Interestingly, over two thirds of our respondents were satisfied with the dermatology services; However, of those who had sought for help at governmental facilities, 41% were not satisfied with the care received compared to those seen in the private sector 26%. This may reflect unfulfilled expectation of having a dermatologist in every PHC center and/or the lack of access to the service because of the socio-economic status. Literature supports the finding that those belonging to higher socio-economic stratum were more satisfied. [16],[17],[18]

Our study also shows that a small proportion of respondents would prefer total reliance on herbal medicines in treating dermatologic diseases, though a majority of them only use herbal medicines sometimes. Is this true for all age groups? Is it a healthy trend, or it is an area that needs further investigation.

This study showed that a few students in the studied group would seek cosmetic dermatologic care, but mainly at saloons and beauty centers rather than at dermatology clinics. One wonders whether this is because of the lack of knowledge or access or availability of affordable cosmetic dermatological services.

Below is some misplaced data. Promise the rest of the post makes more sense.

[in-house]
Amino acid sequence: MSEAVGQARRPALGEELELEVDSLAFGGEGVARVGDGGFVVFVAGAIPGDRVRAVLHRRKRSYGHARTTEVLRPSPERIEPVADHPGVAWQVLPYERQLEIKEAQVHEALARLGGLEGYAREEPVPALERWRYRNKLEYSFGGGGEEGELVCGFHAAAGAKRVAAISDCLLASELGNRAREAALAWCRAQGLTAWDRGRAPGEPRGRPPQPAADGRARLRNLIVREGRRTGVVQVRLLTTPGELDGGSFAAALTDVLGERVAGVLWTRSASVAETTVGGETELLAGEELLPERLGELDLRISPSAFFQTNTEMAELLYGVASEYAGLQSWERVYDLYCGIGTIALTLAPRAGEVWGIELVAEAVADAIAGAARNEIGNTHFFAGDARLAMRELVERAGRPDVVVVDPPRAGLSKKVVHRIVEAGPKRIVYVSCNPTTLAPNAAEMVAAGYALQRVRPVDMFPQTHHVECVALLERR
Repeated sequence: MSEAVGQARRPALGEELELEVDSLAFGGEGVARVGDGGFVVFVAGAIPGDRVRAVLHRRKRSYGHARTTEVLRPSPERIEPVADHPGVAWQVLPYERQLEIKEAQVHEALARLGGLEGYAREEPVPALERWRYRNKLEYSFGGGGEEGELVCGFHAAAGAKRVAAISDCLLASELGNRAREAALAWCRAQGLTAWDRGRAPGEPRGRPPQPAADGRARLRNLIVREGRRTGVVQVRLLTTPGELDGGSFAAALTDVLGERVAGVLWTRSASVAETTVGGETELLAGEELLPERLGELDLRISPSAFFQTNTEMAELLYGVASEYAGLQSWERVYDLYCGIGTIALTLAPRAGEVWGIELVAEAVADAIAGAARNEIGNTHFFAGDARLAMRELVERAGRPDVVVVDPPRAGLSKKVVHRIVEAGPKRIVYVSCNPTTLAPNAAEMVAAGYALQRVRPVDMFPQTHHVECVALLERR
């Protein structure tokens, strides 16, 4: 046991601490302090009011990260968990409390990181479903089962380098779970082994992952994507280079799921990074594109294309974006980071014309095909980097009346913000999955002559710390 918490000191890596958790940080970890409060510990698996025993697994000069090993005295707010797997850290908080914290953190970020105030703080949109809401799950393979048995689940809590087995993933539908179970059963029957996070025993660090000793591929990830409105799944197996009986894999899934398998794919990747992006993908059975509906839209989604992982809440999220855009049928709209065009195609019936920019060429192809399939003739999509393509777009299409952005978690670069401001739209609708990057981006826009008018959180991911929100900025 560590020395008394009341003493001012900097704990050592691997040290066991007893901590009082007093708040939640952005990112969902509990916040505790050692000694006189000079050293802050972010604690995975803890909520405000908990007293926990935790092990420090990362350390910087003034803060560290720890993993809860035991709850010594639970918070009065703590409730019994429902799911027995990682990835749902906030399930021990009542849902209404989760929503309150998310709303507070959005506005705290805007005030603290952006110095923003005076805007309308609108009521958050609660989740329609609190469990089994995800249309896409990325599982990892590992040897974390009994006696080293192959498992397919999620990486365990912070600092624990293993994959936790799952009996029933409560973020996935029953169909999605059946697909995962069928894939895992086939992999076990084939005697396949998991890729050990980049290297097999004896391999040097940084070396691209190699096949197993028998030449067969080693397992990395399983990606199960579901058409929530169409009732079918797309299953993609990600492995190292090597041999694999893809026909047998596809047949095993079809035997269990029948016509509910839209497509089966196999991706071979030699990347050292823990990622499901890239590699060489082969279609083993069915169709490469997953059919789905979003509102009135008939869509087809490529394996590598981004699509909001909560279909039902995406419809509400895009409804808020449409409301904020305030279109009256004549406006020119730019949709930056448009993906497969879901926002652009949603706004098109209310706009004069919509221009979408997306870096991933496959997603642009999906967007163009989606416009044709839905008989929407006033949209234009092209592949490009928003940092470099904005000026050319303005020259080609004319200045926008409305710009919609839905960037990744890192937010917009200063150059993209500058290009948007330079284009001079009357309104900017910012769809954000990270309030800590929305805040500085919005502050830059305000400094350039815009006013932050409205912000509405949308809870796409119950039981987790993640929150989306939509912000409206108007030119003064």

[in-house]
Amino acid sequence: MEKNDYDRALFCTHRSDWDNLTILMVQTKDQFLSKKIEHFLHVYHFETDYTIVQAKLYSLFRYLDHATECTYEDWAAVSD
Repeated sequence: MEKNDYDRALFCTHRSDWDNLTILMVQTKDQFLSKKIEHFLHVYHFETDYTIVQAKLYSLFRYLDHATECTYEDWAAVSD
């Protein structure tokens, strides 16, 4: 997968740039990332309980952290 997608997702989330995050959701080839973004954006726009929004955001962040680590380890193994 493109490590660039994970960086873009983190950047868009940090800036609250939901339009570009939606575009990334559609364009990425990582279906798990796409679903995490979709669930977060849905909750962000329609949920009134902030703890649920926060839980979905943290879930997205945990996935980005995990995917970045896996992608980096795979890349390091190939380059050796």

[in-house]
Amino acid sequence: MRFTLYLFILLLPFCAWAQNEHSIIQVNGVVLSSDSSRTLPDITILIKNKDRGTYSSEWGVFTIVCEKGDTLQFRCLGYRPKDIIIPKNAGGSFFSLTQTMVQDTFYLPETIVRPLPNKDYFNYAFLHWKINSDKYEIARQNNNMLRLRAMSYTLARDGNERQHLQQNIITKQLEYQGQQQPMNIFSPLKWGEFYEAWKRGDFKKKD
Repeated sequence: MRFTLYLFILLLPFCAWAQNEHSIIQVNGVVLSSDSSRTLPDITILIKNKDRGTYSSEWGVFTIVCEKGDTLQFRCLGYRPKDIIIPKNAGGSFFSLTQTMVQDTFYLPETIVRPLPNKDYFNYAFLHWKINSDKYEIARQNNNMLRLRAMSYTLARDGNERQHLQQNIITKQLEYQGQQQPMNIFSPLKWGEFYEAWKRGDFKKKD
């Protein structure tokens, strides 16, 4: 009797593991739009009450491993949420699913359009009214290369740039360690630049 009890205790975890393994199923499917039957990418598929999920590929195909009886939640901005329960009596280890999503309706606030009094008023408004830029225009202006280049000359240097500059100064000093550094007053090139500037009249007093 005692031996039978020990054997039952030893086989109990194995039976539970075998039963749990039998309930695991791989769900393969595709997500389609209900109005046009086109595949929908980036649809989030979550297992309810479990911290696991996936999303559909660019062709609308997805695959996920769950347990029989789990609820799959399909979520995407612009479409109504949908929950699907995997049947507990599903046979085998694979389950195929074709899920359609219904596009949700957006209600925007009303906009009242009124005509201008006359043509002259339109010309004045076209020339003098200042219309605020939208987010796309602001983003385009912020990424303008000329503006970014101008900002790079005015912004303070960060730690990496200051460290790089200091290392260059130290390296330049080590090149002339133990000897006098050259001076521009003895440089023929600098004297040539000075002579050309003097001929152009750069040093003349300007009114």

Gender preference and preference for a Saudi dermatologist may be explained by the Saudi cultural milieu. Other studies demonstrated no gender preference by a majority of both male and female patients for providers of dermatological service. [19]

A major issue in developing countries is that the perceived quality health care is one of the principal determinants of utilization and non-utilization of health services, [11] while in reality, care that meets all medical needs may fail to meet some clients' emotional or social demands, and care that meets psychosocial needs may leave the clients medically at risk. [12] For example, in a Bangladesh study, it was seen that reduction in waiting time and some shortening of the medical consultation time showed a significant improvement in client satisfaction. [13] Therefore, in-depth studies should be carried out to determine various aspects of client satisfaction relative to their cultural background. [12] At the same time, a balance between medically appropriate care and patients' satisfaction need to be maintained.